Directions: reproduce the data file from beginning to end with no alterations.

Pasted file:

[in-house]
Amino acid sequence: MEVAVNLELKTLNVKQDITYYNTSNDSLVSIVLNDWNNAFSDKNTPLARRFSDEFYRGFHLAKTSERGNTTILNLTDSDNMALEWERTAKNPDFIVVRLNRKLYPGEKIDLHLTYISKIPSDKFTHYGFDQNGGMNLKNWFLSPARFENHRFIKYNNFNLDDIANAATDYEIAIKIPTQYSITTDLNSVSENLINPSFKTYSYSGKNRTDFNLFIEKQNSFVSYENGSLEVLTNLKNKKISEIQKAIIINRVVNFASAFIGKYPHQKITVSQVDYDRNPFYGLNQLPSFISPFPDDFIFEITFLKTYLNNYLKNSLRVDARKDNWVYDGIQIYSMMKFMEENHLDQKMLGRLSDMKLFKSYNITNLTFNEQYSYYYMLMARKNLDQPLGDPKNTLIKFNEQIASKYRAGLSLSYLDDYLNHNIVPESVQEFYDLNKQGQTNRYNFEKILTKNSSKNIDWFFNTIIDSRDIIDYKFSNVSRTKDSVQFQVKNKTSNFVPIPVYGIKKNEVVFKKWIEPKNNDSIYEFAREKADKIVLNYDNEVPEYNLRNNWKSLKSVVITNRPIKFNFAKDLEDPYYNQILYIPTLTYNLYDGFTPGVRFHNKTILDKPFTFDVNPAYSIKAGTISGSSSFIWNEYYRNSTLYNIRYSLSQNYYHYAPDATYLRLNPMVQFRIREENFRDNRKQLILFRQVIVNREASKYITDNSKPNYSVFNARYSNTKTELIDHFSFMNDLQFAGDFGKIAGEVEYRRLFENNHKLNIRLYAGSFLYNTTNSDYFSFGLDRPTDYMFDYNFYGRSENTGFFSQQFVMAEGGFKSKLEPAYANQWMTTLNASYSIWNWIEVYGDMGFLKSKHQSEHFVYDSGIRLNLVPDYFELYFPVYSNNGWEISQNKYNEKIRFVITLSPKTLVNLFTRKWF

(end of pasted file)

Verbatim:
[in-house]
Amino acid sequence: MEVAVNLELKTLNVKQDITYYNTSNDSLVSIVLNDWNNAFSDKNTPLARRFSDEFYRGFHLAKTSERGNTTILNLTDSDNMALEWERTAKNPDFIVVRLNRKLYPGEKIDLHLTYISKIPSDKFTHYGFDQNGGMNLKNWFLSPARFENHRFIKYNNFNLDDIANAATDYEIAIKIPTQYSITTDLNSVSENLINPSFKTYSYSGKNRTDFNLFIEKQNSFVSYENGSLEVLTNLKNKKISEIQKAIIINRVVNFASAFIGKYPHQKITVSQVDYDRNPFYGLNQLPSFISPFPDDFIFEITFLKTYLNNYLKNSLRVDARKDNWVYDGIQIYSMMKFMEENHLDQKMLGRLSDMKLFKSYNITNLTFNEQYSYYYMLMARKNLDQPLGDPKNTLIKFNEQIASKYRAGLSLSYLDDYLNHNIVPESVQEFYDLNKQGQTNRYNFEKILTKNSSKNIDWFFNTIIDSRDIIDYKFSNVSRTKDSVQFQVKNKTSNFVPIPVYGIKKNEVVFKKWIEPKNNDSIYEFAREKADKIVLNYDNEVPEYNLRNNWKSLKSVVITNRPIKFNFAKDLEDPYYNQILYIPTLTYNLYDGFTPGVRFHNKTILDKPFTFDVNPAYSIKAGTISGSSSFIWNEYYRNSTLYNIRYSLSQNYYHYAPDATYLRLNPMVQFRIREENFRDNRKQLILFRQVIVNREASKYITDNSKPNYSVFNARYSNTKTELIDHFSFMNDLQFAGDFGKIAGEVEYRRLFENNHKLNIRLYAGSFLYNTTNSDYFSFGLDRPTDYMFDYNFYGRSENTGFFSQQFVMAEGGFKSKLEPAYANQWMTTLNASYSIWNWIEVYGDMGFLKSKHQSEHFVYDSGIRLNLVPDYFELYFPVYSNNGWEISQNKYNEKIRFVITLSPKTLVNLFTRKWF